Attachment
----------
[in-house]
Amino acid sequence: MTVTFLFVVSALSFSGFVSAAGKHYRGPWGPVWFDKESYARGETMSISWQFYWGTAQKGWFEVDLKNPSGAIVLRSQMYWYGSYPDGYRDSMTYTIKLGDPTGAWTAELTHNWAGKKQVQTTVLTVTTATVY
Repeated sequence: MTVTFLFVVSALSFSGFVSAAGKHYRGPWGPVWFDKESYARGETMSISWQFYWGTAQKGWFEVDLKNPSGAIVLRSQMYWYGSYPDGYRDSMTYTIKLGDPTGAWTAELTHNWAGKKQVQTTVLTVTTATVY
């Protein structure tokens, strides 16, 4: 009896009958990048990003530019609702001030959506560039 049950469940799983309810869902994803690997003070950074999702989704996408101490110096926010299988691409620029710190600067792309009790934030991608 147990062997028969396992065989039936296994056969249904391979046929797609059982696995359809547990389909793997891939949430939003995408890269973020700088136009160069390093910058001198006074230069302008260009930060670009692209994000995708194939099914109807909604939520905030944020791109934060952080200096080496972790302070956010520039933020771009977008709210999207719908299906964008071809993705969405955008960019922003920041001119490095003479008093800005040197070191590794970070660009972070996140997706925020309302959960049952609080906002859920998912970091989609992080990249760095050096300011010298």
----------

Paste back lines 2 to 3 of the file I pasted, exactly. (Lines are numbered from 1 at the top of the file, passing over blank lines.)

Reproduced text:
Amino acid sequence: MTVTFLFVVSALSFSGFVSAAGKHYRGPWGPVWFDKESYARGETMSISWQFYWGTAQKGWFEVDLKNPSGAIVLRSQMYWYGSYPDGYRDSMTYTIKLGDPTGAWTAELTHNWAGKKQVQTTVLTVTTATVY
Repeated sequence: MTVTFLFVVSALSFSGFVSAAGKHYRGPWGPVWFDKESYARGETMSISWQFYWGTAQKGWFEVDLKNPSGAIVLRSQMYWYGSYPDGYRDSMTYTIKLGDPTGAWTAELTHNWAGKKQVQTTVLTVTTATVY